4:13 am

By Jill Alexander Essbaum
The shift of sleepwalks and suicides.
The occasion of owls and a demi-lune fog.
Even God has nodded off

And won't be taking prayers til ten.
Ad interim, you put them on.   
As if your wants could keep you warm.

As if. You say your shibboleths.
You thumb your beads. You scry the glass.
Night creeps to its precipice

And the broken rim of reason breaks
Again. An obsidian sky betrays you.
Every serrate shadow flays you.

Soon enough, the crow will caw.
The cock will crow. The door will close.
(He isn't coming back, you know.)

And so wee, wet hours of grief relent.   
In thirty years you might forget
Precisely how tonight's pain felt.

And in whose black house you dwelt.

Source: Poetry (June 2008).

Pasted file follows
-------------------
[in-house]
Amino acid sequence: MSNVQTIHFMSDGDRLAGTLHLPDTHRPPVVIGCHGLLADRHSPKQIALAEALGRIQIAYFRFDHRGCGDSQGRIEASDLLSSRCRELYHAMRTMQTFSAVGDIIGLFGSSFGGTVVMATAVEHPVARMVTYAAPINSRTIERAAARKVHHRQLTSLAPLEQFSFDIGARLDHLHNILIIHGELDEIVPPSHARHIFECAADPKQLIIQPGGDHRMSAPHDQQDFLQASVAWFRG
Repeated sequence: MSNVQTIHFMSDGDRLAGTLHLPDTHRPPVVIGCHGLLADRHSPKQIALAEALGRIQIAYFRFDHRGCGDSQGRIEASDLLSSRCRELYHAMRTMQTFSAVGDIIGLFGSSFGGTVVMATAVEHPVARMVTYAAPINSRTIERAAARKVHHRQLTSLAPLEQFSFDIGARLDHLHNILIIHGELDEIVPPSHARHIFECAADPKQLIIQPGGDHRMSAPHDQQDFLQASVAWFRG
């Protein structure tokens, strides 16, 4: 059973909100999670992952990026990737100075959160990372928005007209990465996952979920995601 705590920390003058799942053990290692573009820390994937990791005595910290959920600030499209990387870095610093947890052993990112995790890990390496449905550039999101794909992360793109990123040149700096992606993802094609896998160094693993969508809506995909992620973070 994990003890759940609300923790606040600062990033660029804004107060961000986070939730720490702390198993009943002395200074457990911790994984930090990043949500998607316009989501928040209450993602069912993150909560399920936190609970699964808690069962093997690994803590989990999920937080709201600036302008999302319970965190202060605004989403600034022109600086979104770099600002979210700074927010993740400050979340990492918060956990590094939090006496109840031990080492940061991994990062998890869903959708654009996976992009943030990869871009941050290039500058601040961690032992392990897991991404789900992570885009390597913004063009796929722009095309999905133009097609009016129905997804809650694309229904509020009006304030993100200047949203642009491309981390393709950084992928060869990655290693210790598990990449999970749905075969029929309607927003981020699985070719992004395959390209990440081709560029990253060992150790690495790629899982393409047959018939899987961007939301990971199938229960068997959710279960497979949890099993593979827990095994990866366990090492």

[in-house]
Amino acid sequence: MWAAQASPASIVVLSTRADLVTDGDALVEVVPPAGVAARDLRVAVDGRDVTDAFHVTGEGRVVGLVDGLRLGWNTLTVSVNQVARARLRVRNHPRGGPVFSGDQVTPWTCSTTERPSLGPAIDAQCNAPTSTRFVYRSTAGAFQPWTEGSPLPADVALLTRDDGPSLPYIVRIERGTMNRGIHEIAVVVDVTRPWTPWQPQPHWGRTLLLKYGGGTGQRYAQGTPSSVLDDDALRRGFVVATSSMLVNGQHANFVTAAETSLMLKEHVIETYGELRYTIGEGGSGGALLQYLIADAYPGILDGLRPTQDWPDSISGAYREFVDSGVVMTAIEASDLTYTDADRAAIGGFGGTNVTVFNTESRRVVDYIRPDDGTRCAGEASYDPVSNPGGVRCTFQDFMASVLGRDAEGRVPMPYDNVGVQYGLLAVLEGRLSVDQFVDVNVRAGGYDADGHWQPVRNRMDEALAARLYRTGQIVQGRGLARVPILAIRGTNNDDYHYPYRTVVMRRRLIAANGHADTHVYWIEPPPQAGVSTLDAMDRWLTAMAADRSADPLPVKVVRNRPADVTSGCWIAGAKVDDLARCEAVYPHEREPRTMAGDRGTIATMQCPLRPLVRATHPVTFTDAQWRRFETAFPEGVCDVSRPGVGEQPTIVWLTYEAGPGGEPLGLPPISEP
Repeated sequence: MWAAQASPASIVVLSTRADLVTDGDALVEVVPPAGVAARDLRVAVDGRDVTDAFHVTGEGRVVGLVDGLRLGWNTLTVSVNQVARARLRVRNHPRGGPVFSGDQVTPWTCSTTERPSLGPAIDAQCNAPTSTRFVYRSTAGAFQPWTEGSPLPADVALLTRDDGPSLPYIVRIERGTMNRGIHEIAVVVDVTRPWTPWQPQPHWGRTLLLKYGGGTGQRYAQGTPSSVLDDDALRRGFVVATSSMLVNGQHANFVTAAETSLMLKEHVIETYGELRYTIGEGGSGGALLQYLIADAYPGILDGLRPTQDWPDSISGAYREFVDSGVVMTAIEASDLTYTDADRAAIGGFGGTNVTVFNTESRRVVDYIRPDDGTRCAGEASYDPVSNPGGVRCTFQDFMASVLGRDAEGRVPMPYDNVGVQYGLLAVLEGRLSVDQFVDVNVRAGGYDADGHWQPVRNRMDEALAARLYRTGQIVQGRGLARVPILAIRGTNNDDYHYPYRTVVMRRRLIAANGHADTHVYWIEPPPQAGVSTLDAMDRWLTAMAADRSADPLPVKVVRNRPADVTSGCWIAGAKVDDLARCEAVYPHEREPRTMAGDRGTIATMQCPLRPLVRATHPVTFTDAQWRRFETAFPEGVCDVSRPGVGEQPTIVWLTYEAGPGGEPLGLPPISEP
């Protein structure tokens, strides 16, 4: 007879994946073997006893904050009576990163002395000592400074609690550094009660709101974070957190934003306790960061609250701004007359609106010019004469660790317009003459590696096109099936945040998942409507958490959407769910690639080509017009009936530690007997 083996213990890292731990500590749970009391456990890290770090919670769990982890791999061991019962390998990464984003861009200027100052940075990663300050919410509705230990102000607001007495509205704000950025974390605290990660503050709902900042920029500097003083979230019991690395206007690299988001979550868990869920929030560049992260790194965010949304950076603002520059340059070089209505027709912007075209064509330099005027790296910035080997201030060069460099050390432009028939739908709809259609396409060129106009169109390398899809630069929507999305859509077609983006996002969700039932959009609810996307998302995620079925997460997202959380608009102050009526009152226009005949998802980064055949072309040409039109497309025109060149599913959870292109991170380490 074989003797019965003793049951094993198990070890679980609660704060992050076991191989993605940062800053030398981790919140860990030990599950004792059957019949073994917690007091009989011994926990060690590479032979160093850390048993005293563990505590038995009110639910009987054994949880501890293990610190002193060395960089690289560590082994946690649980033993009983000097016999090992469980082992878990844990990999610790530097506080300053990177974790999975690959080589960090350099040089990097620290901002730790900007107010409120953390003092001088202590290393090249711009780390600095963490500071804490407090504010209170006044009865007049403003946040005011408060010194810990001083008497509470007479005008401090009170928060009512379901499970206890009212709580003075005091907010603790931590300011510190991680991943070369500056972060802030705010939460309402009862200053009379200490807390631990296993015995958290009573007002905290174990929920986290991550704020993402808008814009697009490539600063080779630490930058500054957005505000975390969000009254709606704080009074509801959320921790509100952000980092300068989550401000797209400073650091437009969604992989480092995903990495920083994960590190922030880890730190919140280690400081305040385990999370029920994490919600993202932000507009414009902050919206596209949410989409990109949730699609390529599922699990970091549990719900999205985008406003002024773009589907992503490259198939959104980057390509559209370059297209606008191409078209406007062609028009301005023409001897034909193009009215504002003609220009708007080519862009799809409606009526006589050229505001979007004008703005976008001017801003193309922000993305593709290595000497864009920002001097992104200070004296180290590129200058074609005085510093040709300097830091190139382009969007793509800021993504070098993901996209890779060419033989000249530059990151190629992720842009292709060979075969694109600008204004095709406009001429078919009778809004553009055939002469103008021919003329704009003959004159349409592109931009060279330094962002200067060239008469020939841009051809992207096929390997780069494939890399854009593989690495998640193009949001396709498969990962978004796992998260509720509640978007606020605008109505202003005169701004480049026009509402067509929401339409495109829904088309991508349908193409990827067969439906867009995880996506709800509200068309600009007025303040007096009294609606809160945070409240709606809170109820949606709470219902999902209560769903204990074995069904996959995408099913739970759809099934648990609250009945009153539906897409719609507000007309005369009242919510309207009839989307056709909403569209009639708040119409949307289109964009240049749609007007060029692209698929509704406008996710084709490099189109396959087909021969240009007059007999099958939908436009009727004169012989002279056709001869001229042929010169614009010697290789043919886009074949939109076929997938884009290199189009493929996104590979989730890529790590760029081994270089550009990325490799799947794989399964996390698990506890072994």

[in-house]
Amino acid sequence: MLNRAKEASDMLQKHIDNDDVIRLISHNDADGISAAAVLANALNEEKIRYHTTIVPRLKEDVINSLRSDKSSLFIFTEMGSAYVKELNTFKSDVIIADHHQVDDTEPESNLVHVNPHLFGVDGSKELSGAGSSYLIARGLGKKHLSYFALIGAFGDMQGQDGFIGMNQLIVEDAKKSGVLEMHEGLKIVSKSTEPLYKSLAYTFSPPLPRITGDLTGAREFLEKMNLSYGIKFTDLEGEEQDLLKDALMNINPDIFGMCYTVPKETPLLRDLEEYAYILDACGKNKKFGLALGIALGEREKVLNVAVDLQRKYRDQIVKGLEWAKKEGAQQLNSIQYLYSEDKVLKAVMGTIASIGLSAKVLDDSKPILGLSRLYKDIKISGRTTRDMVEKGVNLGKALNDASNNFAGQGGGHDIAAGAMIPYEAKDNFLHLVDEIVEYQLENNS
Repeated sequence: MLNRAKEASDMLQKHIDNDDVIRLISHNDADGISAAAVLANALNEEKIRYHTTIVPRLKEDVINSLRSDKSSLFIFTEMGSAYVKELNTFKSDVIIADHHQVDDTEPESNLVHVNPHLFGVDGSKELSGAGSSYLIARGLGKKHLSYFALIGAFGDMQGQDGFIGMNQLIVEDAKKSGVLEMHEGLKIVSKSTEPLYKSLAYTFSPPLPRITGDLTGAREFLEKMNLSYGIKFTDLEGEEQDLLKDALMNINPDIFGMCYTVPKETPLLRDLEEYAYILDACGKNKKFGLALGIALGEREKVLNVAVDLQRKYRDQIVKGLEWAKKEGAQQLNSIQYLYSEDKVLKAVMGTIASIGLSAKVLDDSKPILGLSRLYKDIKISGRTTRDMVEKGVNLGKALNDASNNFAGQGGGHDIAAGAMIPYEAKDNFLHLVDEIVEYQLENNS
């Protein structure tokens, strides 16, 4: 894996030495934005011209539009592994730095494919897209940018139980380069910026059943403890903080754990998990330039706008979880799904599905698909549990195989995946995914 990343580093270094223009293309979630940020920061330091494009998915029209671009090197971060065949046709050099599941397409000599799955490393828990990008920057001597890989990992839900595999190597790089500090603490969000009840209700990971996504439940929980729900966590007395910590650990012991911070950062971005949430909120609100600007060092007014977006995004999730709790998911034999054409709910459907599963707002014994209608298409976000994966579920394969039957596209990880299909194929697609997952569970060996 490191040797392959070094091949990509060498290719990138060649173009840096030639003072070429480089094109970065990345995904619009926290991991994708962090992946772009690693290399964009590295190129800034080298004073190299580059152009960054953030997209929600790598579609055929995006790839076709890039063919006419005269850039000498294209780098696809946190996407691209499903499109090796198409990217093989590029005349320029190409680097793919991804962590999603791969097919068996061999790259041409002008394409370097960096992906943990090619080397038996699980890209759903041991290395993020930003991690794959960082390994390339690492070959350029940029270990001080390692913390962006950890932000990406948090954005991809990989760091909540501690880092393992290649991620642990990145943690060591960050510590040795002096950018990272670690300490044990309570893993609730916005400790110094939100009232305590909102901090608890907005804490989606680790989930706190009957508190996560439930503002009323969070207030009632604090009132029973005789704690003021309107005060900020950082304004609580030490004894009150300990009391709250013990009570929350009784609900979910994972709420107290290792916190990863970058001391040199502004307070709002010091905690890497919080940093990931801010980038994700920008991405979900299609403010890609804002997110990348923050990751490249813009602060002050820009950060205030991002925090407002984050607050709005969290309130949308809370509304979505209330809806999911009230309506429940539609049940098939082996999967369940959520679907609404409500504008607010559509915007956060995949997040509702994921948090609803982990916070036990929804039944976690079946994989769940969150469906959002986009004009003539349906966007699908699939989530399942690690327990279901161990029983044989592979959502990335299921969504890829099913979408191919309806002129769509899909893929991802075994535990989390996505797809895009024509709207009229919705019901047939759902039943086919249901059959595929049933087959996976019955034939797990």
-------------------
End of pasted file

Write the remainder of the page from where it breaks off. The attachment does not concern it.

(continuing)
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This poem originally appeared in the June 2008 issue of Poetry magazine

June 2008
 Jill Alexander Essbaum

Biography

Born in Bay City, Texas, poet and editor Jill Alexander Essbaum was educated at the University of Houston, the University of Texas, and the Episcopal Seminary of the Southwest.
 
Influenced by Edna St. Vincent Millay, Simon Armitage, and Sylvia Plath, Essbaum’s poems bring together sex, divinity, and wordplay, blithely working with received forms and displaying a nuanced attention to rhyme and meter. Speaking to this unusual . . .

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Poem Categorization

SUBJECT Living, Disappointment & Failure, Sorrow & Grieving, Religion, God & the Divine

POET’S REGION U.S., Southwestern

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